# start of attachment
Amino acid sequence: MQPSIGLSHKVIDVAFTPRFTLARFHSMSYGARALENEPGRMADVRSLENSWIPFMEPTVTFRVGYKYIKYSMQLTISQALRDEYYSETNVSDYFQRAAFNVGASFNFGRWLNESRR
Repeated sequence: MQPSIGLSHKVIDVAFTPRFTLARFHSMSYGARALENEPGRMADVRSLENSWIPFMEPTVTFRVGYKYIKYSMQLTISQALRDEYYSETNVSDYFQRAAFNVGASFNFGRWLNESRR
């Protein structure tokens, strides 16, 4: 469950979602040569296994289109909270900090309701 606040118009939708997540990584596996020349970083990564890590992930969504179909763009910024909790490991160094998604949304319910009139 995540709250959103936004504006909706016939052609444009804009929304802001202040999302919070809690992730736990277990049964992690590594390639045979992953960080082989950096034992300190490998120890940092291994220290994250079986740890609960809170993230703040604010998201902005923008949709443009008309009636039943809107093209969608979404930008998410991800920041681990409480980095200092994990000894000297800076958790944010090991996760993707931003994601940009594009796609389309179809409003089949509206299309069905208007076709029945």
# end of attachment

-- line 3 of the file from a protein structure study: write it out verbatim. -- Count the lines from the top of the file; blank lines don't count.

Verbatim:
């Protein structure tokens, strides 16, 4: 469950979602040569296994289109909270900090309701 606040118009939708997540990584596996020349970083990564890590992930969504179909763009910024909790490991160094998604949304319910009139 995540709250959103936004504006909706016939052609444009804009929304802001202040999302919070809690992730736990277990049964992690590594390639045979992953960080082989950096034992300190490998120890940092291994220290994250079986740890609960809170993230703040604010998201902005923008949709443009008309009636039943809107093209969608979404930008998410991800920041681990409480980095200092994990000894000297800076958790944010090991996760993707931003994601940009594009796609389309179809409003089949509206299309069905208007076709029945």